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Dear Dr. Respler,

I’m not sure how to react to a situation involving my 8-year-old grandson. I have a dreidel collection. It’s not vast but I do have some very unusual and interesting dreidels. I started collecting them when I was newly married 40 years ago and whenever a special dreidel caught my eye, I added it to my collection. Whenever my grandchildren come over they always stand in front of the case where they are displayed and ask to hold a few and spin them. I only take out the non-breakable ones.

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A few weeks ago on my husband’s birthday, I invited my son and his family to come for a festive dinner. After the birthday cake, when we were sitting around and talking the children asked to see some of the dreidels. I gave one to each of the children and told them that they could take turns sharing them. One of the dreidels is a very small one made of lead, and this one was given to me when I was a child, by my grandfather.

I cherished it and that was the first one of my collection. After the family went home and I finished cleaning up, I went to put away the dreidels and discovered that the little lead one was missing. I searched the whole house and finally I mentioned to my husband that I couldn’t find it. He said that he thought that out of the corner of his eye he saw our grandson put it into his pocket. By the time they left, he forgot all about it.

I don’t know what to do. Three weeks have passed, and I can’t bring myself to ask my daughter-in-law to check his pants pocket. I’m very disappointed in the child. He’s 8 years old and he should know better. My husband says it’s not worth antagonizing my son and daughter-in-law over this, since I let 3 weeks go by. But this is the only one that has sentimental value for me as it came from my grandfather whom I loved dearly. I hope you don’t think that I am “making a mountain out of a molehill.”

Please advise.

Anonymous

 

Dear Anonymous,

This is a hard dilemma as while I understand why your husband thinks that you should just let it go, I also understand that this dreidel is very sentimental to you and you feel that you want to address the issue. The only way to do this without antagonizing your son and daughter-in-law is to call your daughter-in-law and tell her that you are so embarrassed, but you cannot seem to find one of your dreidels and that maybe the boys took one home by mistake. If you do not make it big deal, then she will likely not feel offended or accused. If your grandson did indeed take the dreidel home, he likely did it as a mistake (perhaps impulsively and then he couldn’t figure out how to put it back without getting in trouble).

This probably is not indicative of a larger issue, but either way, it is not your place to address it. If your daughter-in-law finds the dreidel and asks for your help to figure out why your grandson took the dreidel, you can share with her something called the mutual story telling technique. With this technique, you tell a child a story about a situation similar to what is going on and then you ask the child for his/her opinion as to how to solve the problem. Most children have a hard time brainstorming about their own issues, but when given a problem to solve that is not their own, they can come up with solutions that may help you pinpoint the issue at hand.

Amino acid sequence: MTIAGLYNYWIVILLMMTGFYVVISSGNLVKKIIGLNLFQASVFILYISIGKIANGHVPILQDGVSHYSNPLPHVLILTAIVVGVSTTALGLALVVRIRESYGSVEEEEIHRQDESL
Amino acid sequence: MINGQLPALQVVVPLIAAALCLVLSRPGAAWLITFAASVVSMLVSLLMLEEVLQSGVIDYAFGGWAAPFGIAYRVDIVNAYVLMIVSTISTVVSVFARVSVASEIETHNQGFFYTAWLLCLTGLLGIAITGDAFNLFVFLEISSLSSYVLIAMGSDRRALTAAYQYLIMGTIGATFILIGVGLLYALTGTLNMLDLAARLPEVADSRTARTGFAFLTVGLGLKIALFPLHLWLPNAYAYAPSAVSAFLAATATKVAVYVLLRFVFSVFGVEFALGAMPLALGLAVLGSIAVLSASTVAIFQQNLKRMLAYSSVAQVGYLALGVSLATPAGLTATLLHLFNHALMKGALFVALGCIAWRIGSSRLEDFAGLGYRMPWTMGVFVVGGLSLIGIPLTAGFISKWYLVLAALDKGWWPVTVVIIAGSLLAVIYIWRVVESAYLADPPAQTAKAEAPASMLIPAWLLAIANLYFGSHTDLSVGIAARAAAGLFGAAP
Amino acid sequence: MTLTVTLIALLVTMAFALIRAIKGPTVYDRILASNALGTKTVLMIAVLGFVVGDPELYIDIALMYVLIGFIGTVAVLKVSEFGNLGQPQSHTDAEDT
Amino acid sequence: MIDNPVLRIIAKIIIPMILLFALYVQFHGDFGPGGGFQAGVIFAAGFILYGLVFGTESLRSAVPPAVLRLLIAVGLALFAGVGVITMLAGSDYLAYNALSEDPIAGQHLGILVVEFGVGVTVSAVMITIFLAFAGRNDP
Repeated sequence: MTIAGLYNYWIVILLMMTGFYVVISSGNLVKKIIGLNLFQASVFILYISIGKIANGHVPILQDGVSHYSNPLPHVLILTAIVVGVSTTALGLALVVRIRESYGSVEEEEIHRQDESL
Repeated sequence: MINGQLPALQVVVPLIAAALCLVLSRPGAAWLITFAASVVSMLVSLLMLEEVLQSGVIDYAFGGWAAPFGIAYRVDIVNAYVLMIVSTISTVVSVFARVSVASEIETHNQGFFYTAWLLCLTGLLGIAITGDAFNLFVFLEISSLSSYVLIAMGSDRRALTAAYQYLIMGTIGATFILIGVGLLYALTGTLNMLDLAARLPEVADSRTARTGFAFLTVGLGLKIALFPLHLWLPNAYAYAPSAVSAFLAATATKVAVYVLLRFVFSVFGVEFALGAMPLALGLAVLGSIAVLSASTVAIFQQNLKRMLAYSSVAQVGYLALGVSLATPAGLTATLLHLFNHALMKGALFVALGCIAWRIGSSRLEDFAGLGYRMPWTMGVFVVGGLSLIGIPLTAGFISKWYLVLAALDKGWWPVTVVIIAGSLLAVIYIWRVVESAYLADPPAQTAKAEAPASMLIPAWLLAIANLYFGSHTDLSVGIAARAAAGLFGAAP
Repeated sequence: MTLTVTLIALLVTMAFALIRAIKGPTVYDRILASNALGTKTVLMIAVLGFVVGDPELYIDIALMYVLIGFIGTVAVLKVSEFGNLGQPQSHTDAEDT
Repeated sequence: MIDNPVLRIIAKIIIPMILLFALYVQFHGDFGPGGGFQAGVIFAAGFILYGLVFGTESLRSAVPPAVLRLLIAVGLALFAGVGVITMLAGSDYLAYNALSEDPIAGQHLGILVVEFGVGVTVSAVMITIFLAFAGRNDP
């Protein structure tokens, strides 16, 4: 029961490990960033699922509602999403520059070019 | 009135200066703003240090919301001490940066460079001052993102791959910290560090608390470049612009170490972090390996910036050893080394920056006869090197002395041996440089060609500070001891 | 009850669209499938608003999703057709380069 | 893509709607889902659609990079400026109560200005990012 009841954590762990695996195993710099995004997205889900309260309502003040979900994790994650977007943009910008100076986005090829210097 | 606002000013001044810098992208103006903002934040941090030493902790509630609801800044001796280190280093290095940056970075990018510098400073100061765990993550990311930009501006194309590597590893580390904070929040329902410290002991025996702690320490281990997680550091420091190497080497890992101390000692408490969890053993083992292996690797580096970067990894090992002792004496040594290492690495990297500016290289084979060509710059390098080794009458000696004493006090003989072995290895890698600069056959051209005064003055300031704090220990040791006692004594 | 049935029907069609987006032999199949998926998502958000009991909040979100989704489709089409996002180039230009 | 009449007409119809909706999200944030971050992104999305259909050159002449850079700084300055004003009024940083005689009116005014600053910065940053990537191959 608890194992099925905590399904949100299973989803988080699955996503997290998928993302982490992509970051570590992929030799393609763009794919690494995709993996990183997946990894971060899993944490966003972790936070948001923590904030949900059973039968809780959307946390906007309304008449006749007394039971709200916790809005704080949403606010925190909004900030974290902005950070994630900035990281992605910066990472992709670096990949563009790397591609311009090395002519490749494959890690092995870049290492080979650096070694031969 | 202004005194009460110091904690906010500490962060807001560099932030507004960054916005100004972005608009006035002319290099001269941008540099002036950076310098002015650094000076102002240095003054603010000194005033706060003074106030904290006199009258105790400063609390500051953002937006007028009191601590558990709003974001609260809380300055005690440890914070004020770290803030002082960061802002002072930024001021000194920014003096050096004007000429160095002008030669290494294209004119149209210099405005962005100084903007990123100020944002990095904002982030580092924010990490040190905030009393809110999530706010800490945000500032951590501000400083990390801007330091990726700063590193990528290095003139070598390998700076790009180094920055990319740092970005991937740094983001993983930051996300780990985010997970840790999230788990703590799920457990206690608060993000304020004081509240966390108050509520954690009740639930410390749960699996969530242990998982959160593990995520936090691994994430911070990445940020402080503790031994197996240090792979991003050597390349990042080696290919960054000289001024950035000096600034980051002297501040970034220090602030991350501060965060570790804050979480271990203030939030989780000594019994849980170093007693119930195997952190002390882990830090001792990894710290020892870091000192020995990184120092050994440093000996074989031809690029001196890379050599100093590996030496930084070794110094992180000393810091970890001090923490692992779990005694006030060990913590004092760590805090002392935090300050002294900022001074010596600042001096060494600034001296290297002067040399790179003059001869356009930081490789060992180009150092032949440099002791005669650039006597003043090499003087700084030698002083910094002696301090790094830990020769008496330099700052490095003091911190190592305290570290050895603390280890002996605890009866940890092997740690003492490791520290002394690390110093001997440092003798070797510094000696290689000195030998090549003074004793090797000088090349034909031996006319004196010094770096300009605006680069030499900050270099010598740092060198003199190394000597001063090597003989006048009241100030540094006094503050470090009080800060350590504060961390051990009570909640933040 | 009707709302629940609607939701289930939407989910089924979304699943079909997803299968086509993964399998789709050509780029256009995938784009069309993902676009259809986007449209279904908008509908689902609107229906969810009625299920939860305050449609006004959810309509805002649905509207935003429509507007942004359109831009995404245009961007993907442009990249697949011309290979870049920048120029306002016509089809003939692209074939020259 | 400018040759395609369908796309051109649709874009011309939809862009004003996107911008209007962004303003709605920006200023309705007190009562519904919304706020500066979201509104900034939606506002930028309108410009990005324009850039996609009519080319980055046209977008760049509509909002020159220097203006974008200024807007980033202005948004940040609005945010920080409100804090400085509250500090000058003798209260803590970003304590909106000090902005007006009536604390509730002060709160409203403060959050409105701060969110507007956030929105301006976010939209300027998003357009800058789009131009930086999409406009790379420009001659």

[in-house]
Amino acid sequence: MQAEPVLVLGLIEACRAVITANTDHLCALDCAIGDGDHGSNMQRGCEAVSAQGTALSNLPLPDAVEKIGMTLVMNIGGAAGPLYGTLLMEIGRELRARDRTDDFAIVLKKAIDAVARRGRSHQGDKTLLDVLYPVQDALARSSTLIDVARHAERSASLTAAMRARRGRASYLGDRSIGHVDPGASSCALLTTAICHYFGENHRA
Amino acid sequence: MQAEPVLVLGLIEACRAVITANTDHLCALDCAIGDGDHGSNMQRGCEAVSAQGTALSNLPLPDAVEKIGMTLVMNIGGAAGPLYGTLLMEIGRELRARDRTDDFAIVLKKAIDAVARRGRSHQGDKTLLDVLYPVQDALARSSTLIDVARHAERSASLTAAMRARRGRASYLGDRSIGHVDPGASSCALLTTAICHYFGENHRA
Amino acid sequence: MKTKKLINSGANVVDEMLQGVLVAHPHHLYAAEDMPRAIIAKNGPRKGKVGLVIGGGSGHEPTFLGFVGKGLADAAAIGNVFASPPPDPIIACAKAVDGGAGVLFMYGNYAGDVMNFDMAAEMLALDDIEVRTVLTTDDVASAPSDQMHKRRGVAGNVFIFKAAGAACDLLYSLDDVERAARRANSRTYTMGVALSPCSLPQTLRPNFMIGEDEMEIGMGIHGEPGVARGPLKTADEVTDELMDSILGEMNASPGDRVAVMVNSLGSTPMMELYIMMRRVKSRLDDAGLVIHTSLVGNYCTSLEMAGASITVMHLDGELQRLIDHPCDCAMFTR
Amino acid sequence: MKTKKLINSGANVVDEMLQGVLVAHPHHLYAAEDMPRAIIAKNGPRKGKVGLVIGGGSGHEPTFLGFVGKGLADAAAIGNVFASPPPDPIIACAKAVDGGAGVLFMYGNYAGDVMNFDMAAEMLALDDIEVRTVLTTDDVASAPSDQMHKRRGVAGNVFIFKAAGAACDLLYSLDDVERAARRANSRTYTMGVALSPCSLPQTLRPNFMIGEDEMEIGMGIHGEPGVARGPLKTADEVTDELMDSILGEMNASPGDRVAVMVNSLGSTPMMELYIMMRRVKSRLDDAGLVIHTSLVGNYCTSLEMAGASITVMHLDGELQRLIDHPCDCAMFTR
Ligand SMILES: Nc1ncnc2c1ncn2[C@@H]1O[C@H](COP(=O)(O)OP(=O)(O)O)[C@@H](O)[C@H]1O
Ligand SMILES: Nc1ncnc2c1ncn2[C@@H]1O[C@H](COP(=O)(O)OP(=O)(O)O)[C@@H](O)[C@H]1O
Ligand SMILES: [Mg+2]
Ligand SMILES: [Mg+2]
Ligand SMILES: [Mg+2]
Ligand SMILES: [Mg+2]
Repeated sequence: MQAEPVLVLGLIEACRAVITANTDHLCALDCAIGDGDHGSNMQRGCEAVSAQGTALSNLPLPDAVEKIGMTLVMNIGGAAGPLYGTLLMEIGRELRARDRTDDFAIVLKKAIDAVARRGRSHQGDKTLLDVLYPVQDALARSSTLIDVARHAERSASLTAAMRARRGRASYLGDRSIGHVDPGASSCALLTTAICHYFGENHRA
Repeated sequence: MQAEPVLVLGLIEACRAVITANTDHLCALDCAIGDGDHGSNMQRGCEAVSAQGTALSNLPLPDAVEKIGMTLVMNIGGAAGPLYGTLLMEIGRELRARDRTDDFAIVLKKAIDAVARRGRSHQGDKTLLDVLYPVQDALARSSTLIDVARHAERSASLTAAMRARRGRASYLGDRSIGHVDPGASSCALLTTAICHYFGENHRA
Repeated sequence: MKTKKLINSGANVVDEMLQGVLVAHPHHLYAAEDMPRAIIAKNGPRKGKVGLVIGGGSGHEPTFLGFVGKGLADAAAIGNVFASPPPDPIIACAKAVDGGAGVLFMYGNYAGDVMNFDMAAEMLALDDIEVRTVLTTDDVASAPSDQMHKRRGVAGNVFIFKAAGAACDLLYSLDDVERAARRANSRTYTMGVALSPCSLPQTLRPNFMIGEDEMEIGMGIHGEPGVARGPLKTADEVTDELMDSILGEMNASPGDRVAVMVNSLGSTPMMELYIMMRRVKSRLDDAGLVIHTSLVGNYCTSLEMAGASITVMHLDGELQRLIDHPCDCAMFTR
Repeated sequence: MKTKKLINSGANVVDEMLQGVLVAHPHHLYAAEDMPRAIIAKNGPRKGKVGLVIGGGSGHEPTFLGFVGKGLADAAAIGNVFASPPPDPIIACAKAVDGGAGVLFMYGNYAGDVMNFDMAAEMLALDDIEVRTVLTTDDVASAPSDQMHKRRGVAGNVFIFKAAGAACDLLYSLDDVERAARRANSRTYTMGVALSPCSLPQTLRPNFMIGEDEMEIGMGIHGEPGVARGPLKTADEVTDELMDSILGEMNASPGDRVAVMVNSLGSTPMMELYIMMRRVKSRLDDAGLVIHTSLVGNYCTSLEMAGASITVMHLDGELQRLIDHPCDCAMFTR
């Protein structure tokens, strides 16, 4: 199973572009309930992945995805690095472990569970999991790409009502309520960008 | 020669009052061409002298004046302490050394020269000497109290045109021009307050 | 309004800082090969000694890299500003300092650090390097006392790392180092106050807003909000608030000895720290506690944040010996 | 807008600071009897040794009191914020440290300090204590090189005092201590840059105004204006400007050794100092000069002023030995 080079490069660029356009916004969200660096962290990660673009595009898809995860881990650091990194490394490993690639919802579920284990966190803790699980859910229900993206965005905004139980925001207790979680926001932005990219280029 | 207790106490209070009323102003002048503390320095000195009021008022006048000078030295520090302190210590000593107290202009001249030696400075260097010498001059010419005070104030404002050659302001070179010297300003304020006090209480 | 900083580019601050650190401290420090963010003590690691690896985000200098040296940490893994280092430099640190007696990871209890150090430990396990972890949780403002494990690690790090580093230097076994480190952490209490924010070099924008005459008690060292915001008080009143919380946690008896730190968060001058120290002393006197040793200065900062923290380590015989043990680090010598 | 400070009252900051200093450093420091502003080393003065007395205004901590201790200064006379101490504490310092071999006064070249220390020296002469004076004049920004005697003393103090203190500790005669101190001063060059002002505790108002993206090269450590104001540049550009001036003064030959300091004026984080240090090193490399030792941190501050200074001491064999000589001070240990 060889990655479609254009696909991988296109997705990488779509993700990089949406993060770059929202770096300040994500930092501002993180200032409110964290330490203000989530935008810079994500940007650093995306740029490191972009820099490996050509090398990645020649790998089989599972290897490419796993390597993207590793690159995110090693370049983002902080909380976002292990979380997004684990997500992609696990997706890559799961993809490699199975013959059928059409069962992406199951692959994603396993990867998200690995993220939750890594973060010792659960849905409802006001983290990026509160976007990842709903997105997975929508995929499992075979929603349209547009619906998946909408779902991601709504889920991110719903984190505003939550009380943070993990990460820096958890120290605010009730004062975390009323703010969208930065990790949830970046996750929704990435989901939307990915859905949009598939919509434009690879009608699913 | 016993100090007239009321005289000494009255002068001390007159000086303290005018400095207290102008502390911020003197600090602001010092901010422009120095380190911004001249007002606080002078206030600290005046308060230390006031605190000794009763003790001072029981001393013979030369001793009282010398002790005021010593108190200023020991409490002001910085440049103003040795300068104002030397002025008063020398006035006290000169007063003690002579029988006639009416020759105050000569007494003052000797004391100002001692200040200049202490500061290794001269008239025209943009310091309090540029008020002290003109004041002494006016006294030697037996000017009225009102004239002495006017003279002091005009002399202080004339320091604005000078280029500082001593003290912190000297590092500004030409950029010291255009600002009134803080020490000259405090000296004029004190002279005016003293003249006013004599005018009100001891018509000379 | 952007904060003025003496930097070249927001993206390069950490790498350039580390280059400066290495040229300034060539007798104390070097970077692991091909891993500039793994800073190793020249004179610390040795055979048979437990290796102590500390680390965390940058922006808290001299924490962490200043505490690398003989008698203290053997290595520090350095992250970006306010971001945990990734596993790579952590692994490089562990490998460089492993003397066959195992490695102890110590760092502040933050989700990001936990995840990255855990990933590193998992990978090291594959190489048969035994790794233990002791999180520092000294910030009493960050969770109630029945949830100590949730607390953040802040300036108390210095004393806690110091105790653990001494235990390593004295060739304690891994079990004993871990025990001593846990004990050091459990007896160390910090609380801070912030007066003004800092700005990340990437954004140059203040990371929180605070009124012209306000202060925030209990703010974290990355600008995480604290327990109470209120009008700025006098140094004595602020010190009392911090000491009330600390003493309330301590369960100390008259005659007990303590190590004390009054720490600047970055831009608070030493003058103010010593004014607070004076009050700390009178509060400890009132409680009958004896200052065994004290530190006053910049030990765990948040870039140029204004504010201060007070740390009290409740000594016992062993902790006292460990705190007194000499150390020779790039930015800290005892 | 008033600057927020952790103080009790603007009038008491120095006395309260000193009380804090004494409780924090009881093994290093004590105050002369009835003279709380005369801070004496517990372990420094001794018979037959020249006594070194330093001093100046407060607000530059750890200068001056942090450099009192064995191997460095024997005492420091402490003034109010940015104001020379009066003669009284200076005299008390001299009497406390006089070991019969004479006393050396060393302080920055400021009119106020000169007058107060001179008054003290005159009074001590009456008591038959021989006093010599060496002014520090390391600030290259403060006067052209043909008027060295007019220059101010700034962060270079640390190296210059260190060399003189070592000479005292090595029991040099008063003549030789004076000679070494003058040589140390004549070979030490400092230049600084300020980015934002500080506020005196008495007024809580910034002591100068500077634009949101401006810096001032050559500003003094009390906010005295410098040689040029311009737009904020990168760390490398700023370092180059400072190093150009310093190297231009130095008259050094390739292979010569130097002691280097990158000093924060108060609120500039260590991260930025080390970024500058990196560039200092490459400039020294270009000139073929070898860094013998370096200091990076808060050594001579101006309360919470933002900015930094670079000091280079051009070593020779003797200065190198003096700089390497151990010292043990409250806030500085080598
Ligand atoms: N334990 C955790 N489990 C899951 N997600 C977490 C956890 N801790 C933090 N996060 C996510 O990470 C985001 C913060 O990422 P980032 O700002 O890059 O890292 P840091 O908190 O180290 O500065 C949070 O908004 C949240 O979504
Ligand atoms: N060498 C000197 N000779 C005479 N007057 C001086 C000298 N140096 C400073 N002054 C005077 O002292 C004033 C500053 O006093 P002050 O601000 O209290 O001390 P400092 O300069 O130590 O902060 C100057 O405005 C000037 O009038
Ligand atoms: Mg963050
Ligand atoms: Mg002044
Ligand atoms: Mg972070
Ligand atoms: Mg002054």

For example, you can create a story about your friend who has a granddaughter (or daughter, depending on who is using the technique) who is seven and a half years old that was playing with her grandfather’s collection of miniatures and then slipped a small miniature into her pocket and took it home. The grandfather was very upset because it meant a lot to him and he was sad that he lost his miniature. Then ask your son/grandson why he thinks the girl did this and how he thinks your friend should handle the situation. How your grandson responds can help your daughter-in-law and/or you understand what may have happened and can help your daughter-in-law and/or you evaluate if your grandson sees this as stealing. Hopefully your grandson’s input will help clarify the situation and give you an idea of whether this situation is more serious or just a big misunderstanding.

Regardless of what happens, your grandson may be very embarrassed to see you again, so the next time you get together, make sure to be extra loving and caring to him so he sees that you are not upset with him at all. Just remember, whatever you decide to do, make sure to stay calm and not make a big deal out of the situation as you do not want to engender any negative feelings. I wish you hatzlocha in dealing with this problem and hope you get your dreidel back soon.

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Dr. Yael Respler is a psychotherapist in private practice who provides marital, dating and family counseling. Dr. Respler also deals with problems relating to marital intimacy. Letters may be emailed to deardryael@aol.com. To schedule an appointment, please call 917-751-4887. Dr. Orit Respler-Herman, a child psychologist, co-authors this column and is now in private practice providing complete pychological evaluations as well as child and adolescent therapy. She can be reached at 917-679-1612. Previous columns can be viewed at www.jewishpress.com and archives of Dr. Respler’s radio shows can be found at www.dryaelrespler.com.